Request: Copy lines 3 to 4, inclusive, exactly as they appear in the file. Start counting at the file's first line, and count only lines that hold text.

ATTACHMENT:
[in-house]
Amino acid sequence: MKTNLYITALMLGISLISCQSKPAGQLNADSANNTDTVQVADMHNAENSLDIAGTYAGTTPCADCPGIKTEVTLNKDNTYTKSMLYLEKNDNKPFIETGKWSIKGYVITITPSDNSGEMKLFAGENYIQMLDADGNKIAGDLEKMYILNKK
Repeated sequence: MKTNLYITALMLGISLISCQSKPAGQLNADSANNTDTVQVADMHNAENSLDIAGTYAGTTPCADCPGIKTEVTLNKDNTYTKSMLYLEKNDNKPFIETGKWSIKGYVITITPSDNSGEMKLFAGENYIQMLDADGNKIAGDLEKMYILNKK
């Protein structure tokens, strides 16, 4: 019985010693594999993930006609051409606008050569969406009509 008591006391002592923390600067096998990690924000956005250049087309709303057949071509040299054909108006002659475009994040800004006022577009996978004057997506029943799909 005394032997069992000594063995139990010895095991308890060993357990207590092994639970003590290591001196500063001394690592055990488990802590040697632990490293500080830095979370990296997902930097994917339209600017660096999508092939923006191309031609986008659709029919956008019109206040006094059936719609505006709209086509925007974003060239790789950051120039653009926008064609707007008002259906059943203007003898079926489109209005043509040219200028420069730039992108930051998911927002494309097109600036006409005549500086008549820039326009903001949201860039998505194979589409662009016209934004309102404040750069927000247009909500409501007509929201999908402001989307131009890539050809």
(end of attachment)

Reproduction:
Repeated sequence: MKTNLYITALMLGISLISCQSKPAGQLNADSANNTDTVQVADMHNAENSLDIAGTYAGTTPCADCPGIKTEVTLNKDNTYTKSMLYLEKNDNKPFIETGKWSIKGYVITITPSDNSGEMKLFAGENYIQMLDADGNKIAGDLEKMYILNKK
């Protein structure tokens, strides 16, 4: 019985010693594999993930006609051409606008050569969406009509 008591006391002592923390600067096998990690924000956005250049087309709303057949071509040299054909108006002659475009994040800004006022577009996978004057997506029943799909 005394032997069992000594063995139990010895095991308890060993357990207590092994639970003590290591001196500063001394690592055990488990802590040697632990490293500080830095979370990296997902930097994917339209600017660096999508092939923006191309031609986008659709029919956008019109206040006094059936719609505006709209086509925007974003060239790789950051120039653009926008064609707007008002259906059943203007003898079926489109209005043509040219200028420069730039992108930051998911927002494309097109600036006409005549500086008549820039326009903001949201860039998505194979589409662009016209934004309102404040750069927000247009909500409501007509929201999908402001989307131009890539050809």